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Brain's impulse control center located

Date:
October 14, 2010
Source:
Queen's University
Summary:
Impulsive behavior can be improved with training and the improvement is marked by specific brain changes, according to a new study.
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PhD student Scott Hayton is the lead researcher of a new study that has pinpointed the part of the brain responsible for impulses.
Credit: Image courtesy of Queen's University

Impulsive behaviour can be improved with training and the improvement is marked by specific brain changes, according to a new Queen's University study.

A research team led by neuroscience PhD student Scott Hayton has pinpointed the area of the brain that controls impulsive behavior and the mechanisms that affect how impulsive behavior is learned. The findings could have a significant impact on the diagnosis and treatment of several disorders and addictions, including ADHD and alcoholism.

"In the classroom, kids often blurt out answers before they raise their hand. With time, they learn to hold their tongue and put up their hand until the teacher calls them. We wanted to know how this type of learning occurs in the brain," says Mr. Hayton, a PhD student at the Centre for Neuroscience Studies at Queen's. "Our research basically told us where the memory for this type of inhibition is in the brain, and how it is encoded."

The team trained rats to control impulsive responses until a signal was presented. Electrical signals between cells in the brain's frontal lobe grew stronger as they learned to control their impulses. This showed that impulsivity is represented, in a specific brain region, by a change in communication between neurons.

Impulsivity is often thought of as a personality trait, something that makes one person different from another.

Children who have difficulty learning to control a response often have behavioral problems which continue into adulthood, says Professor Cella Olmstead, the principal investigator on the study. She notes that impulsivity is a primary feature of many disorders including addiction, ADHD, obsessive compulsive disorder and gambling. Identifying the brain region and mechanism that controls impulsivity is a critical step in the diagnosis and treatment of these conditions.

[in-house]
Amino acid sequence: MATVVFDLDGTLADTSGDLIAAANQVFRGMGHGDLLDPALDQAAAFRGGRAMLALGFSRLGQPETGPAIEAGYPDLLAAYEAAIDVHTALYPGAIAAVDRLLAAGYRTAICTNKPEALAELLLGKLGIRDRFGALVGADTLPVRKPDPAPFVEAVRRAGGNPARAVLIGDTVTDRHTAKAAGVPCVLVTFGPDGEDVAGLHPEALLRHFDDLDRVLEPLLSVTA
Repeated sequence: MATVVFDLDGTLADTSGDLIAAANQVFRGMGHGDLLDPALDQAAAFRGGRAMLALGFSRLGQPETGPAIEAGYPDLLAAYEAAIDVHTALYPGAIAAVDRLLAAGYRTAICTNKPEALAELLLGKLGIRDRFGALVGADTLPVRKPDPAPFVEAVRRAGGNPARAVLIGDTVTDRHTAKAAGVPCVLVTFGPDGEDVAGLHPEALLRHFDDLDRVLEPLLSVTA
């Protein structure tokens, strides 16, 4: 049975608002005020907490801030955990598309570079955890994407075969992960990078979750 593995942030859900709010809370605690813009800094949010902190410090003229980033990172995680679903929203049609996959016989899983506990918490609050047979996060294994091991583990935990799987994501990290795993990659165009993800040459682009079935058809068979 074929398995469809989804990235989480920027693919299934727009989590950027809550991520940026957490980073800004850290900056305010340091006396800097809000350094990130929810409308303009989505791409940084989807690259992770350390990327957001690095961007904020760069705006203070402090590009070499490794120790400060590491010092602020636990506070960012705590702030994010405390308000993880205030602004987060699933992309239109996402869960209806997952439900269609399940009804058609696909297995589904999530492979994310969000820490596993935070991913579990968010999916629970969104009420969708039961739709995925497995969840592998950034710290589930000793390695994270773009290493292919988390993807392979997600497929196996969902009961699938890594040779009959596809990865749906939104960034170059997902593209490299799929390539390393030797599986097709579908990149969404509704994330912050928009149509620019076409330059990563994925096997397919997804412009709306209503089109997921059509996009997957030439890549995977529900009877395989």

"In conditions where learning does not occur properly, it is possible that it is this mechanism that has been impaired," adds co-investigator neuroscience Professor Eric Dumont.

The findings were recently published in The Journal of Neuroscience.


Story Source:

The above story is based on materials provided by Queen's University. Note: Materials may be edited for content and length.


Journal Reference:

  1. S. J. Hayton, M. Lovett-Barron, E. C. Dumont, M. C. Olmstead. Target-Specific Encoding of Response Inhibition: Increased Contribution of AMPA to NMDA Receptors at Excitatory Synapses in the Prefrontal Cortex. Journal of Neuroscience, 2010; 30 (34): 11493 DOI: 10.1523/JNEUROSCI.1550-10.2010

Cite This Page:

Queen's University. "Brain's impulse control center located." ScienceDaily. ScienceDaily, 14 October 2010. <www.sciencedaily.com/releases/2010/09/100921151009.htm>.
Queen's University. (2010, October 14). Brain's impulse control center located. ScienceDaily. Retrieved April 25, 2015 from www.sciencedaily.com/releases/2010/09/100921151009.htm
Queen's University. "Brain's impulse control center located." ScienceDaily. www.sciencedaily.com/releases/2010/09/100921151009.htm (accessed April 25, 2015).

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